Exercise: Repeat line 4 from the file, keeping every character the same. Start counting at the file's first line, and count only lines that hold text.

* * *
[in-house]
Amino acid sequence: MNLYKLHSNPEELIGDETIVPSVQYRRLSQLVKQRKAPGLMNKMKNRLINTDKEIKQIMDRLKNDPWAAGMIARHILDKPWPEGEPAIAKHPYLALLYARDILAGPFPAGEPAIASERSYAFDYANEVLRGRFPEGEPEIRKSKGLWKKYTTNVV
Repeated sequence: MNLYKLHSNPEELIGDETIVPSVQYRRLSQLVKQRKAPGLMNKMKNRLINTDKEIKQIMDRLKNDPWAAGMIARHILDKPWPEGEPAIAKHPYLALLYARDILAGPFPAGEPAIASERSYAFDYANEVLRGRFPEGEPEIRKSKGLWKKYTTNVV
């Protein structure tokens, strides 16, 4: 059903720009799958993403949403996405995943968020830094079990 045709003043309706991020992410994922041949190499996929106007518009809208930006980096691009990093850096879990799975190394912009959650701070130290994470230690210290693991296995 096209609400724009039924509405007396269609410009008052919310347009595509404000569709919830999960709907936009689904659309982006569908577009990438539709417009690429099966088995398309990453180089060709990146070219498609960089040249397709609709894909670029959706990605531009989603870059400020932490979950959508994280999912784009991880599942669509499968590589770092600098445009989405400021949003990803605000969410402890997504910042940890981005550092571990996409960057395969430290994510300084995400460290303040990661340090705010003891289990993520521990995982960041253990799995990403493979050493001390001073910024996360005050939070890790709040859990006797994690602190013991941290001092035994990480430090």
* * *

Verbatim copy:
């Protein structure tokens, strides 16, 4: 059903720009799958993403949403996405995943968020830094079990 045709003043309706991020992410994922041949190499996929106007518009809208930006980096691009990093850096879990799975190394912009959650701070130290994470230690210290693991296995 096209609400724009039924509405007396269609410009008052919310347009595509404000569709919830999960709907936009689904659309982006569908577009990438539709417009690429099966088995398309990453180089060709990146070219498609960089040249397709609709894909670029959706990605531009989603870059400020932490979950959508994280999912784009991880599942669509499968590589770092600098445009989405400021949003990803605000969410402890997504910042940890981005550092571990996409960057395969430290994510300084995400460290303040990661340090705010003891289990993520521990995982960041253990799995990403493979050493001390001073910024996360005050939070890790709040859990006797994690602190013991941290001092035994990480430090």